Three years after Maryland enacted a law allowing fans to play seasonlong fantasy sports contests, the industry has changed — and grown — so substantially that lawmakers and regulators are questioning whether reforms are needed.
Comptroller Peter Franchot, who wants to assess whether consumers are being protected from "potentially detrimental industry practices," is establishing a panel to consider possible trouble spots. The state legislature's Joint Committee on Gaming Oversight is planning a hearing on the issue next month. And a number of state legislators are weighing whether the 2012 law needs a revision.
Their concerns follow dramatic change in fantasy sports operations, once known mainly as platforms for friends and relatives to compete over the course of weeks or months. Today, it is an intensely competitive, multibillion-dollar industry supported not only by consumers but by substantial investments from media companies and professional sports leagues. Industry leaders FanDuel and DraftKings, which operate daily games, say they have more than 5 million and about 2.5 million users, respectively.
"You still want people to have the independence and ability to participate, but we need to make sure it's safe and that it's fair," said John Olszewski Jr., a former state delegate who was the principal sponsor of Maryland's law. "I don't think anyone even back in 2012 envisioned the evolution we've seen. We're not talking about friends and family leagues anymore."
His concerns are shared by some current legislators.
"I have no problem with a bunch of guys playing in the basement," said Eric Luedtke, a Montgomery County Democrat and the House chair of the joint gaming committee. Luedtke, who was involved in shaping the law in 2012, said "massive advertising" by FanDuel and DraftKings has helped shift the landscape.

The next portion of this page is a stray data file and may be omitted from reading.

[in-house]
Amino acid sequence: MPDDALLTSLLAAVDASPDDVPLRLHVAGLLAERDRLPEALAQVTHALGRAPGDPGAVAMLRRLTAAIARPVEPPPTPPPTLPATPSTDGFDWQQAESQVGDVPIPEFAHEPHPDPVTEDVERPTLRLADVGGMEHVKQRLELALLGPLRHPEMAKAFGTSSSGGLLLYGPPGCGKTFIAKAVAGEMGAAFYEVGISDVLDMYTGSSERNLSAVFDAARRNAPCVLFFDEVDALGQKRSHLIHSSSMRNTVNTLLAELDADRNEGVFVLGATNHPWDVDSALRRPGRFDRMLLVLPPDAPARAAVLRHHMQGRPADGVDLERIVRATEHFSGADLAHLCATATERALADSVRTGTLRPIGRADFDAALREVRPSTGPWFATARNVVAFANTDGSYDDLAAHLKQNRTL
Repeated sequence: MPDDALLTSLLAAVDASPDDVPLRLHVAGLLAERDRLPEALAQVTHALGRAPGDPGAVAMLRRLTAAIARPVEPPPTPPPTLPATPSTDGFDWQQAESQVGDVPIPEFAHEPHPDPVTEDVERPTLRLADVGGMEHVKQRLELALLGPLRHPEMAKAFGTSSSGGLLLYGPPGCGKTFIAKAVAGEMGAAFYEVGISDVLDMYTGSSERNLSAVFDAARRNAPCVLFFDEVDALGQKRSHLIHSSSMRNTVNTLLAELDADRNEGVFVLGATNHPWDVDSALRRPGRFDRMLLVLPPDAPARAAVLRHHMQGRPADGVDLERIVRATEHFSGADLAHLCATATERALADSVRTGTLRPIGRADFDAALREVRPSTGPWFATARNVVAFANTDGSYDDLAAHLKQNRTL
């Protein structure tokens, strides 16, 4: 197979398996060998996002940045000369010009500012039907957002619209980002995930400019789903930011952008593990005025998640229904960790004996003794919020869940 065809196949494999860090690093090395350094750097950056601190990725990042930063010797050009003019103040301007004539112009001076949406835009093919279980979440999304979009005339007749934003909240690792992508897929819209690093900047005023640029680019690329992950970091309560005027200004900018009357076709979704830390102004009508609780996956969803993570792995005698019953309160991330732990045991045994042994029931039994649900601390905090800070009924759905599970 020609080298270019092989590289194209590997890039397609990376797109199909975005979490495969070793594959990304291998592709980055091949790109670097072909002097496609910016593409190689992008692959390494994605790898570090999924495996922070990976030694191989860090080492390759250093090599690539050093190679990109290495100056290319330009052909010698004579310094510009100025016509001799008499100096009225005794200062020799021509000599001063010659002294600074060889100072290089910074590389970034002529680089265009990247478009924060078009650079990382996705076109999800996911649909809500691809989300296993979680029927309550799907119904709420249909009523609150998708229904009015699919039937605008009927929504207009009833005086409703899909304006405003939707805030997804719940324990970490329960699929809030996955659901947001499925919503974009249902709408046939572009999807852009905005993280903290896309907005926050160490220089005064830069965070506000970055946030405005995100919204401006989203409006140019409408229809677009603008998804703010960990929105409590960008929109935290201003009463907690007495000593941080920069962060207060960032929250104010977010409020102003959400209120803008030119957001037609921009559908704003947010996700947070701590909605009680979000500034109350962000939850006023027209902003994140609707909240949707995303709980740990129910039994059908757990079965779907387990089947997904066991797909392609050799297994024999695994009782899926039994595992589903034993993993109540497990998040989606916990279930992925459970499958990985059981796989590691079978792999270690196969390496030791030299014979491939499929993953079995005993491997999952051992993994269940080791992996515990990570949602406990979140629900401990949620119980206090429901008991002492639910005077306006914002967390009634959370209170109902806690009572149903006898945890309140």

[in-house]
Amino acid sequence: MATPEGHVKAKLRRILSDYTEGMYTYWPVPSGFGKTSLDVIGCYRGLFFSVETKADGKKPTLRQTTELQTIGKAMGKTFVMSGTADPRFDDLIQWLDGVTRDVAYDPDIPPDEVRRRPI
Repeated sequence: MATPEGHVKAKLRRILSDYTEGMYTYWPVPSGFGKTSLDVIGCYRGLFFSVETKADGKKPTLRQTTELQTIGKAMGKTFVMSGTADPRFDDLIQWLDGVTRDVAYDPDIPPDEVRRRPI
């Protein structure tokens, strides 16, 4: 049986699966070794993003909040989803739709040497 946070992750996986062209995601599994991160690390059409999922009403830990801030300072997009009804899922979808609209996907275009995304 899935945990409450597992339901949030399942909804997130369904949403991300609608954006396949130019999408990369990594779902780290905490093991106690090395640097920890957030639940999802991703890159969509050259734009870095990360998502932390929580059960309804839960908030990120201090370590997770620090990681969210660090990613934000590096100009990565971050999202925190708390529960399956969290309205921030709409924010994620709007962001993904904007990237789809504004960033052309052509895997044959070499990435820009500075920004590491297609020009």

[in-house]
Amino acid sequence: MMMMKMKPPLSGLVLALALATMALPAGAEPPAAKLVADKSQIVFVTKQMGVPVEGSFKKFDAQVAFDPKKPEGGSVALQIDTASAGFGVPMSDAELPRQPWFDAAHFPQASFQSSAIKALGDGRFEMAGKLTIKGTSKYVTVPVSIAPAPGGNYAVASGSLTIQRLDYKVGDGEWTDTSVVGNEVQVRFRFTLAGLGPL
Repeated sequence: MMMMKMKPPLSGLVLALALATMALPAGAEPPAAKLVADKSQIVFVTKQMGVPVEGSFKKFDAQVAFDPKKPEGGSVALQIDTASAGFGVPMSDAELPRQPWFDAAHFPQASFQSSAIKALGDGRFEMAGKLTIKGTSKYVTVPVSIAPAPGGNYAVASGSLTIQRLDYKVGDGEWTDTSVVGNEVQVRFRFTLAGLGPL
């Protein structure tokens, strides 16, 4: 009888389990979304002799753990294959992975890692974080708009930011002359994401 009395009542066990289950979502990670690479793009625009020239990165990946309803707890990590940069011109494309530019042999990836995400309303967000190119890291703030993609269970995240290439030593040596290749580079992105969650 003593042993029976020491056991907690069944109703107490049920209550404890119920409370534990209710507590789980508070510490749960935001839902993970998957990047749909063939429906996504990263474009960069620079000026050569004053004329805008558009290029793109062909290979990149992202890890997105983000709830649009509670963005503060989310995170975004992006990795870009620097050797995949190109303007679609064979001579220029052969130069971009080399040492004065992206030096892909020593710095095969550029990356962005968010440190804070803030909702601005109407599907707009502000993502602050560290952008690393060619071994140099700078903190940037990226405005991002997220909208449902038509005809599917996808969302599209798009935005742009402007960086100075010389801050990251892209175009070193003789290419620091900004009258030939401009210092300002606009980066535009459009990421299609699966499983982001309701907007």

The two companies face a legal challenge from New York Attorney General Eric Schneiderman, who has ordered them to stop taking what he says are illegal wagers under that state's law.
Both companies maintain that their operations are legal.
Other states are taking action, too. Massachusetts Attorney General Maura Healey has proposed regulations banning anyone under 21 from playing and limiting most players' deposits. Nevada has limited daily fantasy sports to operators with gambling licenses.
In fantasy games, participants select or "draft" actual players in football and other sports, accumulating points based on the players' statistical performances. The game-within-a-game has become an integral part of the baseball and football seasons for an increasing number of area fans.
"Honestly, my friends love it," said Olszewski, a Dundalk Democrat and devoted Ravens fan who said he plays low-wager online fantasy games against a dozen or so friends. "It does sort of make the games a lot more interesting."
Another NFL fan, Chris Suite of Edgewater Beach, said he and 10 friends put in $100 apiece for a competition on a CBS Sports site. "It's just something to look forward to during the games. You just play with a bunch of friends," said Suite, who recently won a trip in the state lottery to see the Ravens play the Dolphins in Miami on Dec. 6.
While most traditional fantasy competitions cover an entire season, sites such as FanDuel and DraftKings allow customers to pick new rosters after a day's play, playing multiple games in a year. The potential to win — or lose — money is maximized.
It is the explosion of daily fantasy sites that has sparked concerns in Maryland and elsewhere.
"You're getting precariously close to it being about one game," Olszewski said. The shorter the competition, the further it seems to stray from the original concept — which Olszewski was comfortable with — of picking players and sticking with them for the season. Proponents of traditional fantasy leagues say it requires more skill than daily play because participants must factor in players' long-term potential and durability.
The stakes have also grown exponentially — FanDuel says in ads that it will pay out an "expected $2 billion in real cash prizes this year," while DraftKings advertises "More than $1 billion guaranteed."
According to court filings, DraftKings has partnered financially with Fox Sports, Major League Baseball, and the owners of the NFL's New England Patriots and Dallas Cowboys, among others. FanDuel investors include the NBA, NBC Sports Ventures and Comcast Ventures. The NFL has not partnered with either company.